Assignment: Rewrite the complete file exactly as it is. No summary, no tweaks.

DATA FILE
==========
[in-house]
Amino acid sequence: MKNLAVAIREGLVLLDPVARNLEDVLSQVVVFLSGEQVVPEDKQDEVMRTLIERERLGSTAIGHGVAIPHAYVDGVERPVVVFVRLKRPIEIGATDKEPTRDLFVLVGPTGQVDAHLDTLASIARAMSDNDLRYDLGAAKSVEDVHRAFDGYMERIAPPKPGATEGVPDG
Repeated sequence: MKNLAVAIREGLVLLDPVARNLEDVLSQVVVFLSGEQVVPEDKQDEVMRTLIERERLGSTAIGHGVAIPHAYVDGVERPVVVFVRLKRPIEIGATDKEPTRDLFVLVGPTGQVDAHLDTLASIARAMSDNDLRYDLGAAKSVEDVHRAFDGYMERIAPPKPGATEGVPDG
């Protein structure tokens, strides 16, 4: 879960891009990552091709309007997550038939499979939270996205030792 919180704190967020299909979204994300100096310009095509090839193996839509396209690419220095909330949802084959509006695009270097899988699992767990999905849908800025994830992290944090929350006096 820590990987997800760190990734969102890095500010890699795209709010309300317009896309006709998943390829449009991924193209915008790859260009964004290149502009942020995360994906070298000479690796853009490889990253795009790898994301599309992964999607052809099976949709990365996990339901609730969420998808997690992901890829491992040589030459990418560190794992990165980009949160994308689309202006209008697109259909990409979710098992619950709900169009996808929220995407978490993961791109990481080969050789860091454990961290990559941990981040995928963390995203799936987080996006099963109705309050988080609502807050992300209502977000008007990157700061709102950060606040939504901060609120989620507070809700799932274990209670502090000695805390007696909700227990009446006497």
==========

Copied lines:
[in-house]
Amino acid sequence: MKNLAVAIREGLVLLDPVARNLEDVLSQVVVFLSGEQVVPEDKQDEVMRTLIERERLGSTAIGHGVAIPHAYVDGVERPVVVFVRLKRPIEIGATDKEPTRDLFVLVGPTGQVDAHLDTLASIARAMSDNDLRYDLGAAKSVEDVHRAFDGYMERIAPPKPGATEGVPDG
Repeated sequence: MKNLAVAIREGLVLLDPVARNLEDVLSQVVVFLSGEQVVPEDKQDEVMRTLIERERLGSTAIGHGVAIPHAYVDGVERPVVVFVRLKRPIEIGATDKEPTRDLFVLVGPTGQVDAHLDTLASIARAMSDNDLRYDLGAAKSVEDVHRAFDGYMERIAPPKPGATEGVPDG
């Protein structure tokens, strides 16, 4: 879960891009990552091709309007997550038939499979939270996205030792 919180704190967020299909979204994300100096310009095509090839193996839509396209690419220095909330949802084959509006695009270097899988699992767990999905849908800025994830992290944090929350006096 820590990987997800760190990734969102890095500010890699795209709010309300317009896309006709998943390829449009991924193209915008790859260009964004290149502009942020995360994906070298000479690796853009490889990253795009790898994301599309992964999607052809099976949709990365996990339901609730969420998808997690992901890829491992040589030459990418560190794992990165980009949160994308689309202006209008697109259909990409979710098992619950709900169009996808929220995407978490993961791109990481080969050789860091454990961290990559941990981040995928963390995203799936987080996006099963109705309050988080609502807050992300209502977000008007990157700061709102950060606040939504901060609120989620507070809700799932274990209670502090000695805390007696909700227990009446006497």